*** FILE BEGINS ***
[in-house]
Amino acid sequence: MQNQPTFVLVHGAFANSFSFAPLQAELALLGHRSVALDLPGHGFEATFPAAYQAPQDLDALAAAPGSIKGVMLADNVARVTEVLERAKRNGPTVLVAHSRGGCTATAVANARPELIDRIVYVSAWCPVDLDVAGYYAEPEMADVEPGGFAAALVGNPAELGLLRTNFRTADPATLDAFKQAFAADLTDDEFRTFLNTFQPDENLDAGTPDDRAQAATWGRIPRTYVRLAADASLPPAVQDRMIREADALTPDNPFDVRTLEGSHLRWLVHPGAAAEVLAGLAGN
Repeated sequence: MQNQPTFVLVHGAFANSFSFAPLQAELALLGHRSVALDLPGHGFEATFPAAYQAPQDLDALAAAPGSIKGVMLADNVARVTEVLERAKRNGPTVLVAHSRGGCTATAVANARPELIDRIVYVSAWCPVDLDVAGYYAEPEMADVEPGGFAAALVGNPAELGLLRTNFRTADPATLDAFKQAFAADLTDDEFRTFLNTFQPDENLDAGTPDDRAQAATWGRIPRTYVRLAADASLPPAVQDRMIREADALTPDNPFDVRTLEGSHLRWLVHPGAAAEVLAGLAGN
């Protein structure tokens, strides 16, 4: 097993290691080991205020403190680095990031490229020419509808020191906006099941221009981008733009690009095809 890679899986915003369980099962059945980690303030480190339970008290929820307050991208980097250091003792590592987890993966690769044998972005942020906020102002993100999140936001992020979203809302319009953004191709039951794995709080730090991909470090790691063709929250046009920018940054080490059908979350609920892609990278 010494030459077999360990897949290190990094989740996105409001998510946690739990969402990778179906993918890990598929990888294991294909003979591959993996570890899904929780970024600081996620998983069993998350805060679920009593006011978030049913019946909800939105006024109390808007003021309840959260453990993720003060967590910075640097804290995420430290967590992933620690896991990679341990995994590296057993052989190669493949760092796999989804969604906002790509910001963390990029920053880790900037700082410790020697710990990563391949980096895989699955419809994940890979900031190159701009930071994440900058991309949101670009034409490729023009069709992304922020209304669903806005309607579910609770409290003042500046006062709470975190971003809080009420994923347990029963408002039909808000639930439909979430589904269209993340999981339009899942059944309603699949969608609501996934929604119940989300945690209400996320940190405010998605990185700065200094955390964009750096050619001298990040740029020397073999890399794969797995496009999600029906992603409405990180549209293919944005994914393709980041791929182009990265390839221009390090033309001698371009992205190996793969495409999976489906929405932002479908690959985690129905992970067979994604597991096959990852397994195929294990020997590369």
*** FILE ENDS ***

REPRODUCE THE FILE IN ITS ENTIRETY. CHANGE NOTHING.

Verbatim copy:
[in-house]
Amino acid sequence: MQNQPTFVLVHGAFANSFSFAPLQAELALLGHRSVALDLPGHGFEATFPAAYQAPQDLDALAAAPGSIKGVMLADNVARVTEVLERAKRNGPTVLVAHSRGGCTATAVANARPELIDRIVYVSAWCPVDLDVAGYYAEPEMADVEPGGFAAALVGNPAELGLLRTNFRTADPATLDAFKQAFAADLTDDEFRTFLNTFQPDENLDAGTPDDRAQAATWGRIPRTYVRLAADASLPPAVQDRMIREADALTPDNPFDVRTLEGSHLRWLVHPGAAAEVLAGLAGN
Repeated sequence: MQNQPTFVLVHGAFANSFSFAPLQAELALLGHRSVALDLPGHGFEATFPAAYQAPQDLDALAAAPGSIKGVMLADNVARVTEVLERAKRNGPTVLVAHSRGGCTATAVANARPELIDRIVYVSAWCPVDLDVAGYYAEPEMADVEPGGFAAALVGNPAELGLLRTNFRTADPATLDAFKQAFAADLTDDEFRTFLNTFQPDENLDAGTPDDRAQAATWGRIPRTYVRLAADASLPPAVQDRMIREADALTPDNPFDVRTLEGSHLRWLVHPGAAAEVLAGLAGN
């Protein structure tokens, strides 16, 4: 097993290691080991205020403190680095990031490229020419509808020191906006099941221009981008733009690009095809 890679899986915003369980099962059945980690303030480190339970008290929820307050991208980097250091003792590592987890993966690769044998972005942020906020102002993100999140936001992020979203809302319009953004191709039951794995709080730090991909470090790691063709929250046009920018940054080490059908979350609920892609990278 010494030459077999360990897949290190990094989740996105409001998510946690739990969402990778179906993918890990598929990888294991294909003979591959993996570890899904929780970024600081996620998983069993998350805060679920009593006011978030049913019946909800939105006024109390808007003021309840959260453990993720003060967590910075640097804290995420430290967590992933620690896991990679341990995994590296057993052989190669493949760092796999989804969604906002790509910001963390990029920053880790900037700082410790020697710990990563391949980096895989699955419809994940890979900031190159701009930071994440900058991309949101670009034409490729023009069709992304922020209304669903806005309607579910609770409290003042500046006062709470975190971003809080009420994923347990029963408002039909808000639930439909979430589904269209993340999981339009899942059944309603699949969608609501996934929604119940989300945690209400996320940190405010998605990185700065200094955390964009750096050619001298990040740029020397073999890399794969797995496009999600029906992603409405990180549209293919944005994914393709980041791929182009990265390839221009390090033309001698371009992205190996793969495409999976489906929405932002479908690959985690129905992970067979994604597991096959990852397994195929294990020997590369």